Key Art of "Summer of Rockets" featuring Keeley Hawes and Toby Stephens.

Summer of Rockets

Start watching
6HWbNHN-show-poster2x3-c7tgE2Y.png

Artbound

Start watching
FZG3mkG-show-poster2x3-nOossfs.png

SoCal Update

Start watching
Death in Paradise Series 10

Death in Paradise

Start watching
millionaire still

KCET Must See Movies

Start watching
MZihTLV-show-poster2x3-5CKaGu8.jpg

Independent Lens

Start watching
MJ250sC-show-poster2x3-Bflky7i.png

Tending Nature

Start watching
Southland Sessions

Southland Sessions

Start watching
HvlSxHY-show-poster2x3-4ik43uV.png

Earth Focus

Start watching
City Rising

City Rising

Start watching
Lost LA

Lost LA

Start watching
Member
Your donation supports our high-quality, inspiring and commercial-free programming.
Support Icon
Learn about the many ways to support KCET.
Support Icon
Contact our Leadership, Advancement, Membership and Special Events teams.

Farming Is Not A Hip, New Trend

Support Provided By
farmtrend1-600
Farm Buildings | Photo: cwwycoff1/Flickr/Creative Commons License

You've met this person: They are a single, white, in their 20s, and live in a modestly-priced one-bedroom apartment in an affluent section of a metropolitan area. They keep their doors locked at night, but their windows are without bars. One night they recline on their Ikea couch, pull out their MacBook Air, and order a pizza from a local boutique (delivery). While waiting for dinner, they fire up their 94-inch plasma screen, get the surround sound levels just right, and pop in the first Blu-ray disc of "The Wire." They'll get hooked and watch the entire series in short order. After the finale, they'll spend the next month angrily railing against "the system," now an expert on inner city drug culture after watching 60 hours of TV.

This person, as we all know, is the worst. And it's exactly the kind of person that was running through my mind while reading last week's New York Times trend piece about the recent batch of post-grad college kids deciding to give this farm thing a try.

For instance, meet Sean Frazier, 23, Princeton grad. Until his senior year he wanted to get his Ph.D. in physics, a goal put on hold when he was bitten by the farming bug. His father did not consent to this change in plans, wishing he was doing "something more intellectual, or something that's harder." How Frazier himself put it:

"He thinks I should be using my math skills."

Which is infuriating on all sorts of levels. Do farmers not use math skills? Is there not a job in the entire industry where one can use math to create better crops? Or to lower costs of production? Or maybe figure out how to pay farm workers an actual living wage? Is the act of farming not hard?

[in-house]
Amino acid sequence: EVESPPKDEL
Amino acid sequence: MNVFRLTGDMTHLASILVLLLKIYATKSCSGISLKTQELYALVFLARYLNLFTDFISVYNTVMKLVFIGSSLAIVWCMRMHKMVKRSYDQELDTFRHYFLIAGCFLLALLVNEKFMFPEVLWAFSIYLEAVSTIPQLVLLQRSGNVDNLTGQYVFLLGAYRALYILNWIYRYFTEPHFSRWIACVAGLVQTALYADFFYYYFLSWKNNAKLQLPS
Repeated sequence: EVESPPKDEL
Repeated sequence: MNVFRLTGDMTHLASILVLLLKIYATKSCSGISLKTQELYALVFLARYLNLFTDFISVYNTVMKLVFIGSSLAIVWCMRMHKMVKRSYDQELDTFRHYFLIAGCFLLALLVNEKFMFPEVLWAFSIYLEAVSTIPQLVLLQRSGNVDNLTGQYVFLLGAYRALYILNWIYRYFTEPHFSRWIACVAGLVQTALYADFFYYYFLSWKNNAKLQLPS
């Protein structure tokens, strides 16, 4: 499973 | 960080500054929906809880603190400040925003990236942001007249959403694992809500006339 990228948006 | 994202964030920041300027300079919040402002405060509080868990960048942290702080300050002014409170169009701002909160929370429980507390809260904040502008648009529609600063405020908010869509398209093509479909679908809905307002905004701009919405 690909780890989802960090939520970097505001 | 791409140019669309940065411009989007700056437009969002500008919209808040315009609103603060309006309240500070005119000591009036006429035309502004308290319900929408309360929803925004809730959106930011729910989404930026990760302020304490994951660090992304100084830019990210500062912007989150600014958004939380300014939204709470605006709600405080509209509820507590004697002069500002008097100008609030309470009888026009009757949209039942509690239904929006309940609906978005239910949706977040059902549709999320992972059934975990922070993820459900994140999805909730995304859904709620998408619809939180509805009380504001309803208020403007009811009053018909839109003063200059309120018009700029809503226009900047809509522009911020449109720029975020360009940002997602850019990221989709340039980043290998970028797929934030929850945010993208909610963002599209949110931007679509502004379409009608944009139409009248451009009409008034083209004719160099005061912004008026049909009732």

Speaking of, another person to loathe in the piece:

"Farming appeals to me, and probably to other people, because it's simple and straightforward work outdoors with literal fruits from your labor," Mr. Bobman said. "It doesn't feel like you're a part of an oppressive institution."

Except, of course, it is one.

A study from the Department of Labor shows that farm workers have a median income level between $2,500 and $5,000, and that three-fourths earn less than $10,000 annually. Of those workers, only one-fourth have non-farm work earnings, meaning that below ten-grand number is all they've have to get through the year. And maybe this stat will hit home for the privileged post-college youths: Under half (49%) of farm workers own a vehicle.

Wonder how many of the college kids had to hitch a ride to the fields.

Which isn't to say there's no good to come out of this. College kids getting excited about the world of farming can only be considered positive: more exposure to it will inevitably lead to more exposure to the sordid underbelly, hopefully leading to attempts at educating the public and, hell, maybe even using "math skills" to fix the institution. But in unfortunate reality, most will end up quitting after getting their hands slightly dirty at fantasy farming camp.

The article ends with this quote of infuriation:

"You don't get into farming for the money. You do it for the love of the game."

Yes. That's exactly why "[h]undreds of thousands of children under age 18" are forgoing school to work 14 hours days of back-breaking and dangerous work out in the fields. For love of the game.

Support Provided By
Read More
An illustration of the Three Sisters Garden depicts a tall stalk of corn with beans growing up its stalk. Broad leaves from the squash plant and squash are at the bottom of the stalk.

The Importance of Restoring Ancestral Seeds to Indigenous Communities

Through the process of seed rematriation, where seeds are returned to their place of origin, Indigenous communities restore relationships with their ancestral seeds.
A blue and purplish corn on a table.

Acoma Blue Corn Restored to Its Community of Origin

The restoration of Acoma blue corn to its community of origin represents a hopeful example of how seed rematriation can improve Indigenous foodways.
An asymmetrical ceramic dish holds a small, bite-sized piece of white steamed fish sitting in a thin, broth-y sauce. The fish is topped with a fine green powder. Additionally, someone is pouring more of the sauce from a small ceramic container.

Jon Yao of Kato Finds Confidence in the Flavors of His Taiwanese Upbringing

Los Angeles' Kato Restaurant, where the dishes are edible mnemonic devices for Asian Americans, is an homage to Chef Jon Yao's Taiwanese heritage.